ROXANNE ROXANNE is rushed but well put together story about a young African American teen girl who, although struggling against great odds, opened a door for many to follow in the hip hop industry.

That, alone, is noteworthy.

**************
(I know almost nothing about rap music, but I did see the recent Tupac Shakur docu-pic, which came out at the same time as ‘Wonder Woman.” I confess that after Slim Shady and Eminem and a brief shining moment when L. L. Cool Jay was my son’s hero (in his high school years) and, as a result, he and a friend went into a studio and made a rap record with their own money, I haven’t given rap music much thought since. I’ve heard the names, of course, but I’ve tried not to hear the rap ballads/albums. This is a good area—along with Marvel movies—for a young man like Zayin to follow. My one comment is that it seems sort of hypocritical that this film wasn’t helmed by a woman. The thing that is all the rage this year at film festivals: flicks directed by women. It’s the coming thing, and it’s about time. Here is a movie about a female rapper, but it’s directed by a man. Does anyone else find that odd in the year of “Lady Bird” (nominated as Best Picture and directed by Greta Gerwig) or Miranda Bailley’s film at SXSW or the fact that 40% of the films at the 53rd Chicago International Film Festival were helmed by women? I’m just asking, not telling. C.W.)

Avengers Infinity War Anticipation: Will It Live Up to the Hype ?

Guest Review by Zayin Allen

Coming off the hype of “Black Panther,” the top-grossing super hero movie of all time, Marvel Studios has a hard act to follow. “Black Panther” offered both a step forward for the culture and a much needed change within the superhero genre. “Black Panther”  changed the momentum of the Marvel Universe. A different villain who was right, is, in a sense, a different hero, going in a different direction.

“Avengers Infinity Wars” will have to change its dynamic altogether. As much as I hate to say it, Marvel has the superhero movie genre locked down right now. DC needs to be better coming off its recent flop.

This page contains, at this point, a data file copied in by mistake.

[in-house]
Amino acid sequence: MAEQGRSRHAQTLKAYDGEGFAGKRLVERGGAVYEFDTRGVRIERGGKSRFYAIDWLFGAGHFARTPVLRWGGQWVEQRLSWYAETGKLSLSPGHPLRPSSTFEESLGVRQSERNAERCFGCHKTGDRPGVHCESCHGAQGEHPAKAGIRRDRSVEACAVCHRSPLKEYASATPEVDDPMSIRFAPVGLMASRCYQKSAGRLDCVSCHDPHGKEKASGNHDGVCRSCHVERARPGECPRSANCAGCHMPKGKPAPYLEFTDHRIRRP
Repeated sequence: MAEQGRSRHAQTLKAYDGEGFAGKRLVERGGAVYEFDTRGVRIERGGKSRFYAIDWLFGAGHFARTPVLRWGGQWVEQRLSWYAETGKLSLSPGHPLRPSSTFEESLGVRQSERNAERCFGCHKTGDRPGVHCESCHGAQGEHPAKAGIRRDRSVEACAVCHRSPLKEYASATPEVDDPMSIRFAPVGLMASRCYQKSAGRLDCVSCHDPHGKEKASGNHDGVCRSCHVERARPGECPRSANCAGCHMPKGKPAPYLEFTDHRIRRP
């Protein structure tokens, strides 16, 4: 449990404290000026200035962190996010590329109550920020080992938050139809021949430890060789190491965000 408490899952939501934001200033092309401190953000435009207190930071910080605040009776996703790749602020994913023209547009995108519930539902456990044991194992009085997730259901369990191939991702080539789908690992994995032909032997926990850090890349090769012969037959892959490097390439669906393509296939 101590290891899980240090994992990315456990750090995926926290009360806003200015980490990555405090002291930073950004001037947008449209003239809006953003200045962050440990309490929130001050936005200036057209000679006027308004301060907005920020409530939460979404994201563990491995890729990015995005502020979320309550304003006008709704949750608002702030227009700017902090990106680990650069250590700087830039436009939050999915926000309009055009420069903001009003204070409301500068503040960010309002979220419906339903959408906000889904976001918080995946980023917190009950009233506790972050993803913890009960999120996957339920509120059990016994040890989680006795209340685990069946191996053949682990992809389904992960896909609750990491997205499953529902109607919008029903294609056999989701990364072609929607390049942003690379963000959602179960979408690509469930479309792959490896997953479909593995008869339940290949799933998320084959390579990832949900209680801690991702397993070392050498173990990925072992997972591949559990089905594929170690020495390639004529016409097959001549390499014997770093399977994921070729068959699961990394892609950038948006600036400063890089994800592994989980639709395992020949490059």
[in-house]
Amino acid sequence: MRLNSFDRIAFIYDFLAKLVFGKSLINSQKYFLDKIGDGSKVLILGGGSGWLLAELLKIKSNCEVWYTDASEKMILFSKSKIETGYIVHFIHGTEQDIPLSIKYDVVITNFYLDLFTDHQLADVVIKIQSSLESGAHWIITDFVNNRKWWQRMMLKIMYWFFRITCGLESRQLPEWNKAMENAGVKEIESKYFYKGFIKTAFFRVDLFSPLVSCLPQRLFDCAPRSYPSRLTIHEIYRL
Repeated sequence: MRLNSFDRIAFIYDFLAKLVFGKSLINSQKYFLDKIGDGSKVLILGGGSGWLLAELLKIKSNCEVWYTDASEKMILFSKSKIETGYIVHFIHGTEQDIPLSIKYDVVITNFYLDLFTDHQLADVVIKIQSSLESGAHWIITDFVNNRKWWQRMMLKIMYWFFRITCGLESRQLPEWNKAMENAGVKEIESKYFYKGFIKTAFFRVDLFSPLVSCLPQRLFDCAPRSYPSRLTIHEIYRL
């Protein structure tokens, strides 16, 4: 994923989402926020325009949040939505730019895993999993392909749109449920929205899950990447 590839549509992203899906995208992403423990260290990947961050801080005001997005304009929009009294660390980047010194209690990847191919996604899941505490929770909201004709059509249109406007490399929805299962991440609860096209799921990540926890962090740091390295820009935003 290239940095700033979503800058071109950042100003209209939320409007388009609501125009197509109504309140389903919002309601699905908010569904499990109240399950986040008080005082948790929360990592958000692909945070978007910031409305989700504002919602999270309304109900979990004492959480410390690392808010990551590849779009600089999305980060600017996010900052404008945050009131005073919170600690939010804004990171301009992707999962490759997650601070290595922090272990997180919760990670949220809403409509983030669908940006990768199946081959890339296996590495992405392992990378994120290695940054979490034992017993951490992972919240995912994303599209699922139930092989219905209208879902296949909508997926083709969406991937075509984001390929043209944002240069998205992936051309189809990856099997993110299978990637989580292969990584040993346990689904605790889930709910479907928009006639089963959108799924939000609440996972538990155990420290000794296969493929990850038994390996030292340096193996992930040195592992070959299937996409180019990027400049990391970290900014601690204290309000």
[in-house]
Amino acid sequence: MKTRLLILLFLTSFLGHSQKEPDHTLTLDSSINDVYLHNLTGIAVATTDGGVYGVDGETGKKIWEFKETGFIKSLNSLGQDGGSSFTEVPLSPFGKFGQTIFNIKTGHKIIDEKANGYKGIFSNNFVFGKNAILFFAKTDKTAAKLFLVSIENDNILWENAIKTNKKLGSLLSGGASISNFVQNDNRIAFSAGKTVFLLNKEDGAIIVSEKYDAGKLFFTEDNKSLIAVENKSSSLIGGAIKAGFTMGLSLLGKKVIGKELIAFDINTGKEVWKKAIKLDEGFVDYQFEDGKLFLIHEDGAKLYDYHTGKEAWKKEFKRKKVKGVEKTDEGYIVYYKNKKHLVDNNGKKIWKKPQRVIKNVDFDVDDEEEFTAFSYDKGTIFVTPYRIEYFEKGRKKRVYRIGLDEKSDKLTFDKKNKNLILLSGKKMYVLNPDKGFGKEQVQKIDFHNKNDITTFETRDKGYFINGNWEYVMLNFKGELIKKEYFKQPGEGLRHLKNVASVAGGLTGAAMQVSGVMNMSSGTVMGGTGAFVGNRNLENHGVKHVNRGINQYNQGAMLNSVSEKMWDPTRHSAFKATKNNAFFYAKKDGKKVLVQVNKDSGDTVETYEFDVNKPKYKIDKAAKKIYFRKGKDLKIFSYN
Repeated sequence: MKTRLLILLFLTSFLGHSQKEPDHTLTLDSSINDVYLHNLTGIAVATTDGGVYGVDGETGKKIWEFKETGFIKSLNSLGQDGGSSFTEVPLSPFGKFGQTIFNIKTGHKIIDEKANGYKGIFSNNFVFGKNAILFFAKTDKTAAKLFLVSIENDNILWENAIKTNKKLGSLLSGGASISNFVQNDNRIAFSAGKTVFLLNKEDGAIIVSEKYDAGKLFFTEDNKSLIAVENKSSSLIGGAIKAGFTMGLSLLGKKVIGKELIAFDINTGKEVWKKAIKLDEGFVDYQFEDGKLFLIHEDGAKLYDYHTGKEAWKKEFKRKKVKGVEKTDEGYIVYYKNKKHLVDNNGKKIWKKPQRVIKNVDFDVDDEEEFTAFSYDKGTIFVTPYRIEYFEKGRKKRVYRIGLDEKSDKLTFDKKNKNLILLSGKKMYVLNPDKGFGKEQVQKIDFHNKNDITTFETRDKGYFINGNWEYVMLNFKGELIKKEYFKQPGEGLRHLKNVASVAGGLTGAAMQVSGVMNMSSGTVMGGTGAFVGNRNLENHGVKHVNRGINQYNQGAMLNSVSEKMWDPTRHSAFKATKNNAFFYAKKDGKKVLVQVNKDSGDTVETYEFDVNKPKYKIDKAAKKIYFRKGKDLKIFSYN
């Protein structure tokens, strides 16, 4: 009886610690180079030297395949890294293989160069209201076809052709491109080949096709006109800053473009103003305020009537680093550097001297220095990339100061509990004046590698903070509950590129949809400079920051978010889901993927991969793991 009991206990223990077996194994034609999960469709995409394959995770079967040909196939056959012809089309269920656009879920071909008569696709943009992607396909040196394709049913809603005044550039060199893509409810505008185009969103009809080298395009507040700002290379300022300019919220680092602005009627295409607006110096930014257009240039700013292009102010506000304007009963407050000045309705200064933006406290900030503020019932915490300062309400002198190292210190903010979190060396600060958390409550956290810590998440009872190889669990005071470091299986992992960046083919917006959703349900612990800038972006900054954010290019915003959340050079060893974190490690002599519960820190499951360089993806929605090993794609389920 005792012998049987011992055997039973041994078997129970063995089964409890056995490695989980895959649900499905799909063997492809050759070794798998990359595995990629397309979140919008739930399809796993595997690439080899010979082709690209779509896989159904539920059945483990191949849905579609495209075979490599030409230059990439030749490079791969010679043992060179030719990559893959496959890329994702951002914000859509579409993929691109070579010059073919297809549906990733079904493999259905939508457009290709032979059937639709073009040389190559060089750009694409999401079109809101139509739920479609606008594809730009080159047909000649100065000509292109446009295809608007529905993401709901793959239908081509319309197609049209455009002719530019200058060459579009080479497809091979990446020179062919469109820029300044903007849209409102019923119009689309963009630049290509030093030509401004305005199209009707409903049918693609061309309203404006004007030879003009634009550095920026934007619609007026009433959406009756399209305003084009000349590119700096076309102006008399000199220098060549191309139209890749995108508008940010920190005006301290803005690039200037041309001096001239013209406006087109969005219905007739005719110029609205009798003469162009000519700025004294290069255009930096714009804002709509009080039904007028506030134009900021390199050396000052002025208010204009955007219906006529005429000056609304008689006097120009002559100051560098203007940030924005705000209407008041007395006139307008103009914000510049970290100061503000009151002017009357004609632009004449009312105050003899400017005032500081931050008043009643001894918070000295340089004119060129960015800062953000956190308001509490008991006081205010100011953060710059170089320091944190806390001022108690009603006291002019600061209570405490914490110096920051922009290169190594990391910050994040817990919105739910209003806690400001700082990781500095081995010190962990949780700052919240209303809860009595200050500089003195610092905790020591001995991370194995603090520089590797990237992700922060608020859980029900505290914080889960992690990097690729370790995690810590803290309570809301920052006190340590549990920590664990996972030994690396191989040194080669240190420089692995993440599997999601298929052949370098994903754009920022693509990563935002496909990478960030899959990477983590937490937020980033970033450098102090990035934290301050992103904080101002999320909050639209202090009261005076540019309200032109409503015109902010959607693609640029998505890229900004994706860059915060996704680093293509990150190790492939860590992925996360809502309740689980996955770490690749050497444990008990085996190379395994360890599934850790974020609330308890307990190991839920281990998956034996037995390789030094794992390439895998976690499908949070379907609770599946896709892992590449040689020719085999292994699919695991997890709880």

The problem with Marvel was the villain, but “Black Panther” succeeded where the last 12 MCU films failed. This means the highly anticipated arrival of a villain who can tie together all MCU films has to be great.

*cue Thanos*

Josh Brolin will be reprising the role, having previously voiced the Mad Titan. Although his stature and demeanor are menacing, his true power has yet to be unveiled. His goal is to collect the Infinity Stone and take over the universe. We last saw him in the post credit scene of Guardians 2 proclaiming after many failed attempts he would get them himself.

The Marvel Cinematic Universe has offered  fans at least three of the five Infinity Stones. The Space Stone ( Thor, Captain America: The First Avenger, and The Avengers), The Reality Stone (Thor: The Dark World) The Power Orb (from Guardians of the Galaxy) and The Time Stone( Doctor Strange).

The last remaining stone The Soul Stone has yet to be revealed in the MCU. More than likely in ” The Avengers: Infinity Wars”, at which point Thanos will either collect or know the whereabouts of the stones and use them for the Infinity Gauntlet, which will grant him unforeseeable power. Each individual stone has great power on their own, but with all of them together, that represents  the call of action for all seen and hopefully unseen heroes in the MCU.

The proper formula for a superhero movie calls for a good villain, a sacrifice, and a triumphant return. (Hence, “Dark Knight,” “Black Panther,” “Alien”, and what should have been “Justice League”).

Marvel Studios President Kevin Feige himself said that Thanos, within the first five minutes of “Infinity Wars” will prove why he’s a sinister and destructive force. Both Chris Evans (Captain America) and Robert Downey Jr. (Iron Man) hinted that the fourth “Avengers film” would be their last. [*To which this old person says, ‘We can only hope and pray.'”]